It’s no secret that many students and parents view test prep as a necessary part of the college admissions journey. While test prep can take many forms (stand by for an article on this later), one of the most important things to consider is when to begin preparations.
1. Decide Which Test to Take
The first step is figuring out which test your student should take. Read an earlier article here about deciding between the ACT and the SAT. Simply put, while the tests are very similar, differences between them do exist, and some students will occasionally perform more strongly on one test over the other.
Find the time for your student to take both a practice ACT and a practice SAT no later than the beginning of Junior year. This will give you both an idea of which test is better for your student, as well as how much test prep work needs to be done. Once you have the question of which test figured out, you can start to give more consideration to planning.
2. Determine How Your Student Learns Best
In the modern era, test prep tends to take one of three forms:
- One-on-One Study with a Tutor
- Group Study with an Instructor
- Independent Study
How does your student learn best? If you know that your student responds well to the hands-on attention of a tutor, this is typically the best way to go. Having been a personal tutor, I can say that working one-on-one with a student is the best way to ensure that the student is adequately absorbing the material.
I have also participated in group class sessions (both as a student as well as an instructor) and in my experience, the results are never as strong. Unfortunately, students in group classes do not receive the same amount of attention and consideration, and differences in ability levels can slow instruction. While this is certainly an option (and better than nothing), I always recommend choosing to work one-on-one with an instructor whenever possible.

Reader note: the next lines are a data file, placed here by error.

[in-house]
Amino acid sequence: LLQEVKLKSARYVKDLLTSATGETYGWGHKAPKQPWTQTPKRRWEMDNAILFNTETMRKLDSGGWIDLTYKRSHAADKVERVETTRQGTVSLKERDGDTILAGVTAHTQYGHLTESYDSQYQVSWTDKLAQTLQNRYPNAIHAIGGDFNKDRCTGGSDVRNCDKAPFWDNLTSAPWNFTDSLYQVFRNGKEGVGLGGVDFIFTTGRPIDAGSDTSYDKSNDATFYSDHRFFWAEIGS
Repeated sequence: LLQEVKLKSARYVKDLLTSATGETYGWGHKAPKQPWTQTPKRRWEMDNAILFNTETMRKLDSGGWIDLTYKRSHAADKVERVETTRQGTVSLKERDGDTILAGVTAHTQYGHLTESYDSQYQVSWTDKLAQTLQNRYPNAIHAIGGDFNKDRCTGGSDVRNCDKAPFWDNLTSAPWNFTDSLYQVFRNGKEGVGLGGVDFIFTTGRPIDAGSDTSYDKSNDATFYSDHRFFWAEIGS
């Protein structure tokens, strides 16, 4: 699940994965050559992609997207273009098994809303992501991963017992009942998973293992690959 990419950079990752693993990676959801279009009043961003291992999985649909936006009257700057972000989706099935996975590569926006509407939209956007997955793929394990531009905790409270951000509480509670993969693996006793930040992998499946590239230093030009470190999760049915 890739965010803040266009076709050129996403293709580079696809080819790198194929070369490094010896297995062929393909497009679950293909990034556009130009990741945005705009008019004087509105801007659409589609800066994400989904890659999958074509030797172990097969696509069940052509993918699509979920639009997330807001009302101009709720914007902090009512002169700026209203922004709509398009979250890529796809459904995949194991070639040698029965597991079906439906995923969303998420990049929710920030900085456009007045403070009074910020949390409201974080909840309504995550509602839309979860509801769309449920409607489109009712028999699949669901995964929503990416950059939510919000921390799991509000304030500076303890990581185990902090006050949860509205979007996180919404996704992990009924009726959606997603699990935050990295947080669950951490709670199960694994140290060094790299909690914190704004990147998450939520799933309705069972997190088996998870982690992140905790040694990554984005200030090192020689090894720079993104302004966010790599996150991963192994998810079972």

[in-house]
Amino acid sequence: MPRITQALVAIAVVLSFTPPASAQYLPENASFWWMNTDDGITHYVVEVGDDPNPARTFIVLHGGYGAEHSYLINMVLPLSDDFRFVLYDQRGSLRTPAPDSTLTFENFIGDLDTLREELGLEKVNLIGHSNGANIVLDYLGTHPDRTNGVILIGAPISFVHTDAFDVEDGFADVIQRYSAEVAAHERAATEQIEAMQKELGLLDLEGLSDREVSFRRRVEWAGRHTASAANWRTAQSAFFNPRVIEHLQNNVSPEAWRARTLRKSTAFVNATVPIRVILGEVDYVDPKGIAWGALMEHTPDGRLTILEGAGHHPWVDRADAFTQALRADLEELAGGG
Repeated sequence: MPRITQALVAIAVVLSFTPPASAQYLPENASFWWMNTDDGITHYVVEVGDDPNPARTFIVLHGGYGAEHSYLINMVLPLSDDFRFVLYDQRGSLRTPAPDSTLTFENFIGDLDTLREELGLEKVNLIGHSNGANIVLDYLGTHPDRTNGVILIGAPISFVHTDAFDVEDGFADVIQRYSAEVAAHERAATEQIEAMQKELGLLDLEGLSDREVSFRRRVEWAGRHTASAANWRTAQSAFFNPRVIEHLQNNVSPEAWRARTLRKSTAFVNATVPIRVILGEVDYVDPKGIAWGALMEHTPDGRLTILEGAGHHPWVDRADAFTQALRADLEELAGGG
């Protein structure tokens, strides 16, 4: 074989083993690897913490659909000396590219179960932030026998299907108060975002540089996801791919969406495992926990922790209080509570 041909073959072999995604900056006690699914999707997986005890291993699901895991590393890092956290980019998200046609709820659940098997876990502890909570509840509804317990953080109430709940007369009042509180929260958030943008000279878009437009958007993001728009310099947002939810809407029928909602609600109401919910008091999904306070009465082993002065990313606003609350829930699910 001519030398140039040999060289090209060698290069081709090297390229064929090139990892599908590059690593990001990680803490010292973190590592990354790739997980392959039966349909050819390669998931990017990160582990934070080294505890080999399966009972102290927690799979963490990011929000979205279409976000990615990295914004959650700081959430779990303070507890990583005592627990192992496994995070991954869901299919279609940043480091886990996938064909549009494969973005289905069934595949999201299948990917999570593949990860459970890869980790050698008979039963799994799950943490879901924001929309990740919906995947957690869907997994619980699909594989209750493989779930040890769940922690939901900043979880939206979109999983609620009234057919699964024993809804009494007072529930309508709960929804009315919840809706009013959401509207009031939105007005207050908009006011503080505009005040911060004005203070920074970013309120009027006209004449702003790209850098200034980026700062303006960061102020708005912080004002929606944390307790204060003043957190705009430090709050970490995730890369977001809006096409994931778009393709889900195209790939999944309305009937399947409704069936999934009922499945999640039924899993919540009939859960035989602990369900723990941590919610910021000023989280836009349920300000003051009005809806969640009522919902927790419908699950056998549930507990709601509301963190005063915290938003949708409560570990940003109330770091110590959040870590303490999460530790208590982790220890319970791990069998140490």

Lastly, unless your student is extremely mature and hyper organized, I also tend to recommend against independent self study. Practice tests released by prep companies usually were not written not by qualified test writers, but instead by employees of the test prep company. Instead of working with authentic materials, your student may end up working with best guess approximations that do not accurately imitate the difficulty of real tests. Unfortunately I’ve seen students led astray by test prep books that were too easy, resulting in less than expected scores on test day.
3. Assess Other Commitments
No matter what your test prep journey intends to be, it’s necessary to establish a timeline that will let you get the most of the test prep process. What other commitments is your student dealing with? Demanding clubs or activities? Academic tutoring in other subjects? A busy sports season or community service projects?
Take the time to sit down with a calendar and organize the demands of your student’s schedule. You may discover that certain periods of the year are impossible for test prep, while others are wide open. This will give you a clear indication on the best way to proceed.
Additionally, if you’re considering one-on-one test prep or a group class, check with your local tutoring organizations to determine when classes and programs fill up. Try to work around these times as best as possible so your student can get the attention they need.
For a more personal consultation on which test prep option might be best, contact us for a consultation.
The Final Verdict
In my experience, students tend to see the best test prep success and highest score improvement when tutoring is done starting in the fall of Junior year. I also recommend that students work one-on-one with personal tutors. If possible, I recommend that 11th graders beginning work in August or September in order to take the February ACT or March SAT. This allows plenty of time to address any lingering concerns or to improve a less than expected score.
Too often I’ve seen students wait until the Fall of senior year to begin taking final tests. When the test prep process becomes combined with the college application process, stress increases phenomenally and both processes suffer. Students with the potential to be competitive applicants at elite schools miss the opportunity to excel due to mistimed preparation and misallocations of time.
Still have questions? Reach out for personalized advice.
While I 100% always recommend working one-on-one with an instructor, I recognize that for a variety of reasons this isn’t always feasible. In that case, consider purchasing one of the test prep resources listed below:
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